Some condo projects are better than others. After reading a story in the New York Times, I can safely say that the worst condo project in the country is not in Austin.
For the bargain price of $1,300 per square foot, you could own a piece of the Sheffield57, a 50-story condo conversion project on the west side of manhattan. At more than $400m, the original building purchase (prior to conversion) is supposedly the most expensive residential building sale ever. With the completion partially complete, you could own a $7M unit with $6,000 in monthly taxes and fees in what may be the worst condo project in the country.
How bad can a condo project be? Here are some facts about the project:
– One of the developers is accused of siphoning off $50m in development funds for personal use
– In retaliation, another developer hit the first developer in the head with a metal ice bucket during “a rather intense business meeting”. He was arrested and charged for harassment and pleaded guilty. He was sentenced to community service.
– After 2 years of marketing, only 40% of it’s 597 units have been sold
– The condo owners are suing the developers
– Rental tenants (who have lived in the building since before it was converted) are suing claiming improper eviction and failure to maintain the building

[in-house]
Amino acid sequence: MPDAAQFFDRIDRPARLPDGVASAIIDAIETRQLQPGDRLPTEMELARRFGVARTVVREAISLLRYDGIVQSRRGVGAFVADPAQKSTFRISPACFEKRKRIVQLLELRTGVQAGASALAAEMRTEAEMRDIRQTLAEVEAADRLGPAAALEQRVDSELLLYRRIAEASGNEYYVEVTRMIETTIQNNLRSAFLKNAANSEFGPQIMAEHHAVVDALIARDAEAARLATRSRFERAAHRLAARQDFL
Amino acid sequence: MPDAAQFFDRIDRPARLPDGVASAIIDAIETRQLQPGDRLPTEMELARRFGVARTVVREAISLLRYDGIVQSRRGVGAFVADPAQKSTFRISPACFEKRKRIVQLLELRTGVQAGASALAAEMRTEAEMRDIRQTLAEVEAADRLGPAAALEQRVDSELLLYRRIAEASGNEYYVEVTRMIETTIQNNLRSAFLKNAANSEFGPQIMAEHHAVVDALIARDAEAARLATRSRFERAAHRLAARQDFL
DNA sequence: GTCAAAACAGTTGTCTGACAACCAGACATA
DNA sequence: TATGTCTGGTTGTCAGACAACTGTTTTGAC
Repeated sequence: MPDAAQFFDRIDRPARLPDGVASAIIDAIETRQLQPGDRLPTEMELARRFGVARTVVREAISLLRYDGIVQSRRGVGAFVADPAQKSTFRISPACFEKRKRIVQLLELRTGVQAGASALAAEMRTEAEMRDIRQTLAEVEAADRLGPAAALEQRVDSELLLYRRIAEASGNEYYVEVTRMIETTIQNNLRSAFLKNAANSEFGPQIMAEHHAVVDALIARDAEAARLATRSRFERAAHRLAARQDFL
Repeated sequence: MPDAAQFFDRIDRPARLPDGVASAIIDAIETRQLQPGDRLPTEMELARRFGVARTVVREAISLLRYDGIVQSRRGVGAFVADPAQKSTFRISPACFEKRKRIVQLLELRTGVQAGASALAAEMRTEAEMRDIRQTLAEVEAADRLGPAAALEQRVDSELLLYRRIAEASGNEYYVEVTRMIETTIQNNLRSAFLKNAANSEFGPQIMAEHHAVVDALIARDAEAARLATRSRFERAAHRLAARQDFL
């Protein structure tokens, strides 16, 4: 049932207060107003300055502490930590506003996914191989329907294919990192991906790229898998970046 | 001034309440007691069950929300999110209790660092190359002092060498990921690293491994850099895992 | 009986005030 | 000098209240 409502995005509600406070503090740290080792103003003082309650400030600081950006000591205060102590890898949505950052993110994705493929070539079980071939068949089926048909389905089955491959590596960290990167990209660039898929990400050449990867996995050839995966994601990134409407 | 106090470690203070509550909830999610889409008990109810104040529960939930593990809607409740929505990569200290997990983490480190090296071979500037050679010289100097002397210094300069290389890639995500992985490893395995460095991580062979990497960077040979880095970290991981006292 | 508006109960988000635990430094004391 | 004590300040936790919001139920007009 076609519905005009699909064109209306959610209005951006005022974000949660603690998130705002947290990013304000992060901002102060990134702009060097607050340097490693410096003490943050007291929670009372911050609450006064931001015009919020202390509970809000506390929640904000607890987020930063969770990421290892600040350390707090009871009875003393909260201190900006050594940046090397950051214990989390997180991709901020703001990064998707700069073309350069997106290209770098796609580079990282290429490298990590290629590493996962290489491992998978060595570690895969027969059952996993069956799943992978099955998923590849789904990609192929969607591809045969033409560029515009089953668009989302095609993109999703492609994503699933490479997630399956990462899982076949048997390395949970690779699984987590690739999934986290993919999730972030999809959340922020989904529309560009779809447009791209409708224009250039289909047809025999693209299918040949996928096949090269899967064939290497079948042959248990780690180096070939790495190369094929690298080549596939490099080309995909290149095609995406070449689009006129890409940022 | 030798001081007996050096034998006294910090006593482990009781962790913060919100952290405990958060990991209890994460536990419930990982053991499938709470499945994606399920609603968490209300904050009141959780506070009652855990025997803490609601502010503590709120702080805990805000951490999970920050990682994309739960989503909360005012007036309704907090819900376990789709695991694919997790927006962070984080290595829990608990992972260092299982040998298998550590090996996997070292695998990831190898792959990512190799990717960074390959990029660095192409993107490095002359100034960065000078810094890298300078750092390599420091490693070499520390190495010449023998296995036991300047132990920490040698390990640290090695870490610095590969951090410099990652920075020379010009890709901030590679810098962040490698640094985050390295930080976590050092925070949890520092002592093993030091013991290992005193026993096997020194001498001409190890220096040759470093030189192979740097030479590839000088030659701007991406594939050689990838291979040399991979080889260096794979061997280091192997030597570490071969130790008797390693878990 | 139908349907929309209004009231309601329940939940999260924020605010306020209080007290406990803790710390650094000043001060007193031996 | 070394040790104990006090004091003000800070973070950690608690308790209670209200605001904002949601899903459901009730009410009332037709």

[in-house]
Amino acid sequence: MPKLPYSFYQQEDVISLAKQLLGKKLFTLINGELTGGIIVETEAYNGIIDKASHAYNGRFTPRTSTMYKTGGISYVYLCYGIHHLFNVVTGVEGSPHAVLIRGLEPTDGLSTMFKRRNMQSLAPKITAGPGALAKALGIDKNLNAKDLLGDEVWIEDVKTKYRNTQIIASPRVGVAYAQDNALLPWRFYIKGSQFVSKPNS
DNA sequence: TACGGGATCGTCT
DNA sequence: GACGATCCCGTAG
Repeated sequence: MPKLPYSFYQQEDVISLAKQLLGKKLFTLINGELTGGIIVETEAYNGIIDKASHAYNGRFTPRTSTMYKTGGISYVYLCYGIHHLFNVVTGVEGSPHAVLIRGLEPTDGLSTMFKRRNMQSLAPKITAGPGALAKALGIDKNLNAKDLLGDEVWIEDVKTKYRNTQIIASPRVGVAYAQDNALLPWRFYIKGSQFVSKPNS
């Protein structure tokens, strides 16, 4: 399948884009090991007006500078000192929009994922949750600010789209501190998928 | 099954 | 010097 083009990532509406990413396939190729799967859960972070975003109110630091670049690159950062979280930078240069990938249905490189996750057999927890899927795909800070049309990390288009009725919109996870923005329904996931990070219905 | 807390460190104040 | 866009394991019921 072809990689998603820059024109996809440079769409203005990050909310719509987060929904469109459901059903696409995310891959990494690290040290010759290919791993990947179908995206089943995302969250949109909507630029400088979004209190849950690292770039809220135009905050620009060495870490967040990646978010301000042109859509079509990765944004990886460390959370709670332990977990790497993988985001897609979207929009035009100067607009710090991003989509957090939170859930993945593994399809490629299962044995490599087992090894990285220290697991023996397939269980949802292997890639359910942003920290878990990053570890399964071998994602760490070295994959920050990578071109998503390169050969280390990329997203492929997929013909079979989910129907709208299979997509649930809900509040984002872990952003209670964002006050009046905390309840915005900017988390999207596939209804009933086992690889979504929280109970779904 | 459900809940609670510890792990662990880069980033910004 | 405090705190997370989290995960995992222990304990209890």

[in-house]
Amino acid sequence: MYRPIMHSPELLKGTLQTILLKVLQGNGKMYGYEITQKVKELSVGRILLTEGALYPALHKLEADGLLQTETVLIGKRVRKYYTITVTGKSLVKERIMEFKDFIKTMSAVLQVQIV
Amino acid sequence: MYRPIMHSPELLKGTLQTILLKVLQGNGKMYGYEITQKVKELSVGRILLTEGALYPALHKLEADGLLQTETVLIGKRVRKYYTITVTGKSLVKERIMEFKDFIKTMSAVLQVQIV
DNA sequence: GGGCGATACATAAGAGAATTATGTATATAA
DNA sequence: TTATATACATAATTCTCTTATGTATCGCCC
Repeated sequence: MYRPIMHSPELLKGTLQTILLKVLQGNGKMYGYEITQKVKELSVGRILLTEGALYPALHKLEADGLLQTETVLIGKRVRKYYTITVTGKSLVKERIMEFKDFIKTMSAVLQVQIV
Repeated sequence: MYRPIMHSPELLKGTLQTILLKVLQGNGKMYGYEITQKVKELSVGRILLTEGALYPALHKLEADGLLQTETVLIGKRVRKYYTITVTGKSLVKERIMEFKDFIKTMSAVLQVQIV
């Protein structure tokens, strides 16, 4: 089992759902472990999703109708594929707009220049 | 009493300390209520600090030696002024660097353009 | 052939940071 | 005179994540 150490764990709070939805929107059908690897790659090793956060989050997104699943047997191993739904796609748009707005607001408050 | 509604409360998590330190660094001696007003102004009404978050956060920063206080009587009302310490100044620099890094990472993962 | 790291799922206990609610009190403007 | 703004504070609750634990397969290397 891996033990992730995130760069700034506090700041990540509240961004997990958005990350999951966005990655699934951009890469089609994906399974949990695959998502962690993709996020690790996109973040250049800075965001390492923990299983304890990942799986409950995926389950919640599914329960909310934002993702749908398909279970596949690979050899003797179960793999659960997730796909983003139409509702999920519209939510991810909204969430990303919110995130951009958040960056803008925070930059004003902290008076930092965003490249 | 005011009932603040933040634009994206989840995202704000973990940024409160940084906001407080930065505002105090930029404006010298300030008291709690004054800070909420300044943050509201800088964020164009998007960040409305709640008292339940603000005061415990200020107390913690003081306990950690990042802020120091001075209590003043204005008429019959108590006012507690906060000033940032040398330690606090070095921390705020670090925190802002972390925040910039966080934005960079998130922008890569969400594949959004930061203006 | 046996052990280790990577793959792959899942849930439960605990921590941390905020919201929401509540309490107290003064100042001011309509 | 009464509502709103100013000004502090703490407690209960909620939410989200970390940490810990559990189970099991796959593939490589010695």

– The developers are suing each other
– Unpaid contractors have placed liens against the individual units.
– The State Attorney General has halted future sales in the building
– The developers are in default on $100 million in loans
– The lenders are preparing to foreclose on the developers
– The developers failed to pay $5.4 million in common charges for the hundreds of units that they still own
– Tenants have reported severe structural defects including collapsed ceilings, extensive water leaks and damage, and asbestos contamination
While no project is perfect, Sheffield57 offers an important lesson to condo buyers. Condo projects are not always completed as marketed. The track record of the developers, their ability to meet their commitments, and the ability to deliver a quality product will determine the final value of a condo unit. While most projects turn out well, it’s important to complete due diligence on the developers and commercial lenders. However, like any other speculative project, condo developments come with speculative risks that are difficult to completely eliminate.